Kenyan politicians discuss
power-sharing to end postelection violence
By KATHARINE HOURELD
Associated Press Writer
13. Feb. 2008
NAIROBI, Kenya (AP) - Kenya's rival parties sequestered themselves
at a luxury lodge in a game park normally packed with tourists
Wednesday as they attempted to hammer out a peace deal to end
weeks of bloodshed.
A news blackout on the peace talks appeared to be holding; both
parties declined to comment on the discussions. Top negotiators
said Tuesday that the opposition was proposing sharing power with
the government for two years, then holding new elections.
Progress at the talks has given hope to many Kenyans, who have
seen more than 1,000 people die and some 600,000 flee their homes
in the violence that has followed a flawed Dec. 27 election. Much
of the violence has pitted ethnic groups linked to particular
politicians against each another.
Former U.N. chief Kofi Annan, who is mediating, declared a news
blackout Tuesday and moved the talks to a secret location outside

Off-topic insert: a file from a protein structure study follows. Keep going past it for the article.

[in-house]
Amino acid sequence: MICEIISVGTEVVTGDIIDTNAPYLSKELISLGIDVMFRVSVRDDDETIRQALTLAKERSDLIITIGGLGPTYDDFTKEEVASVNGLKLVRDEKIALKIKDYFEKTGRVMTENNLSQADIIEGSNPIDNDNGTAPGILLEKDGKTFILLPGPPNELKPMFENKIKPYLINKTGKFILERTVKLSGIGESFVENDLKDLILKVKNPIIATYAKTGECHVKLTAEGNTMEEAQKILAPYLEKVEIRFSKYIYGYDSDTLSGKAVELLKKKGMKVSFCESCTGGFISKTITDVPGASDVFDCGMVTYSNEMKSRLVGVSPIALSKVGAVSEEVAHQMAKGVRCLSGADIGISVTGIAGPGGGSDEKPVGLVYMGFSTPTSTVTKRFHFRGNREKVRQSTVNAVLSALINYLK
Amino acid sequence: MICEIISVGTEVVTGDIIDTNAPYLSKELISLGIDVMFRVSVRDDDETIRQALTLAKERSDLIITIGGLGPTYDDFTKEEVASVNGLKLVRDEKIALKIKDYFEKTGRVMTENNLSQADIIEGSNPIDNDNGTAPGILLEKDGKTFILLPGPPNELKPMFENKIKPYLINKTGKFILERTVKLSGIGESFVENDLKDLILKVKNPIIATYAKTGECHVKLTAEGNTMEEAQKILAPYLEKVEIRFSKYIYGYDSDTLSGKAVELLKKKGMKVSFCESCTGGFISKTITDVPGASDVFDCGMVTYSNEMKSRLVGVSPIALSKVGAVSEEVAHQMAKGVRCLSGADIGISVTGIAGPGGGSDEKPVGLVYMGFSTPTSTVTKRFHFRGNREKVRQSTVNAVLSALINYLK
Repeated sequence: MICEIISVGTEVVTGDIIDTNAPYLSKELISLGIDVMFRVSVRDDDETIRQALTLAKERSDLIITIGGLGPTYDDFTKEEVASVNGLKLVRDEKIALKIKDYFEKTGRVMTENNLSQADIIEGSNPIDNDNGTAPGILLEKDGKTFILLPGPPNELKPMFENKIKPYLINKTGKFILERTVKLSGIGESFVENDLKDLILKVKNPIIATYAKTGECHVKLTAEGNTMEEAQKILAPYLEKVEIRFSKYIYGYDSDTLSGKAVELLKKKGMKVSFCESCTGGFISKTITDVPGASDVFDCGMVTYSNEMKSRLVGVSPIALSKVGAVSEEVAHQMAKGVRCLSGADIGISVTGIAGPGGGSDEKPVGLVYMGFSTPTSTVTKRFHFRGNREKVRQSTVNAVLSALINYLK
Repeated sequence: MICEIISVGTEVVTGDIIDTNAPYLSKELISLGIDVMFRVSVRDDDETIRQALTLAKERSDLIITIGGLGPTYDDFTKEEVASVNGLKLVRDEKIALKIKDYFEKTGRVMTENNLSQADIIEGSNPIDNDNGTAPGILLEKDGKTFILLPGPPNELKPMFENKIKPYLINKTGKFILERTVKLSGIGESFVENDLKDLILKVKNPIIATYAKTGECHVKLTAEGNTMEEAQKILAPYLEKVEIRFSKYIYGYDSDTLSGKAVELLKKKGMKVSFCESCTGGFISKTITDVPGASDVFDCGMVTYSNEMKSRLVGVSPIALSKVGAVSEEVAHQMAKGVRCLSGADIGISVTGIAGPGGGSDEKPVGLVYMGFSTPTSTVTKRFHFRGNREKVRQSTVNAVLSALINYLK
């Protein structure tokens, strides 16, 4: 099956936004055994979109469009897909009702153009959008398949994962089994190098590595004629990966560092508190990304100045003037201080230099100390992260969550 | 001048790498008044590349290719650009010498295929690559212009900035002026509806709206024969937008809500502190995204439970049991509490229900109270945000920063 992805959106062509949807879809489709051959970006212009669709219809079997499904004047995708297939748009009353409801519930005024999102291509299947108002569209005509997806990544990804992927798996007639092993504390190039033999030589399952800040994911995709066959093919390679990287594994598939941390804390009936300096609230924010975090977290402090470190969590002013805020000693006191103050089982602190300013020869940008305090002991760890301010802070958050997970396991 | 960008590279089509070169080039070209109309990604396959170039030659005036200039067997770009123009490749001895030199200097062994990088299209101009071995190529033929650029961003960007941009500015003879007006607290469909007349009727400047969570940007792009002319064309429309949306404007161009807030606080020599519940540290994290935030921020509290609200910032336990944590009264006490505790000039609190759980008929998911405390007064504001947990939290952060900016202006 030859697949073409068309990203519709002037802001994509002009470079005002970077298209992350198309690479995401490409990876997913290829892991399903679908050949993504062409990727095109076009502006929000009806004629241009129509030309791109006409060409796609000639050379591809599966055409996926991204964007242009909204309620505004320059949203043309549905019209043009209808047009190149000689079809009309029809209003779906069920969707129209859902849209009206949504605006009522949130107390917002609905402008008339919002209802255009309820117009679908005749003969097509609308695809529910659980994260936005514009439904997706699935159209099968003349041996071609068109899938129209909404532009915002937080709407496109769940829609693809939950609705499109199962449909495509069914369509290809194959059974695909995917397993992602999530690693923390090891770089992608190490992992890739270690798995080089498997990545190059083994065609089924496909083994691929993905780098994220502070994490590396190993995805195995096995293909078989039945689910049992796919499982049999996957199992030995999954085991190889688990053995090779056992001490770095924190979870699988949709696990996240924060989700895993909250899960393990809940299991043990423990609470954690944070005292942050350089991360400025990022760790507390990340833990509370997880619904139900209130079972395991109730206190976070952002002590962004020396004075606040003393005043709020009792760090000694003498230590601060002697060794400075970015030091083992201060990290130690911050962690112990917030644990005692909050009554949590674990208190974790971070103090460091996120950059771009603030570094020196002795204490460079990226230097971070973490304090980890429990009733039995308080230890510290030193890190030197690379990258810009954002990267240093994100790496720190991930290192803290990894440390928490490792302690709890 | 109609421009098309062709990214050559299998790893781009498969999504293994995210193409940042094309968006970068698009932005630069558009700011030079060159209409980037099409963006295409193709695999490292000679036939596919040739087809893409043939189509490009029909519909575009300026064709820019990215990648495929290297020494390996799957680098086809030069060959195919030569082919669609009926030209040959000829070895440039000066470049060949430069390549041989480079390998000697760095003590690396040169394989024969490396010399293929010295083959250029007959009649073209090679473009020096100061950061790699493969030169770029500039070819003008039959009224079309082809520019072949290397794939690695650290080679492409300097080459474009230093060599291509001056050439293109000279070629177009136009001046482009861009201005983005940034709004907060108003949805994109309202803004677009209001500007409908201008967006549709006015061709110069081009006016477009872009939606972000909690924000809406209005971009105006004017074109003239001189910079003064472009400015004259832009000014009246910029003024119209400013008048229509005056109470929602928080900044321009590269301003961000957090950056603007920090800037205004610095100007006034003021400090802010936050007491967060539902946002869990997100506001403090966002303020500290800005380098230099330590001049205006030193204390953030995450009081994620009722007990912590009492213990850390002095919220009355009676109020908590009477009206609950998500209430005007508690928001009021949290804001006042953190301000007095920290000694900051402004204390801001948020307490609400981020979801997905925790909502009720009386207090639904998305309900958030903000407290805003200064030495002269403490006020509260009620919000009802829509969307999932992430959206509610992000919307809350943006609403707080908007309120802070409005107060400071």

Nairobi, his office said.
A government official said the two sides were meeting at safari
lodge in the Tsavo West National Park in southern Kenya -- making
it likely the only such lodge in the country without rooms
available. Tourists have canceled reservations in droves in the
wake of the violence.
The official spoke on condition of anonymity because officials
have been asked not to speak to the press.
Before heading leaving Nairobi on Tuesday, both sides had offered
a glimpse of what is on the table.
The opposition's proposal includes "forming a broad-based
government that lasts for two years," said William Ruto, an
opposition lawmaker. "We are going to agree on how are we going to
work together in governance."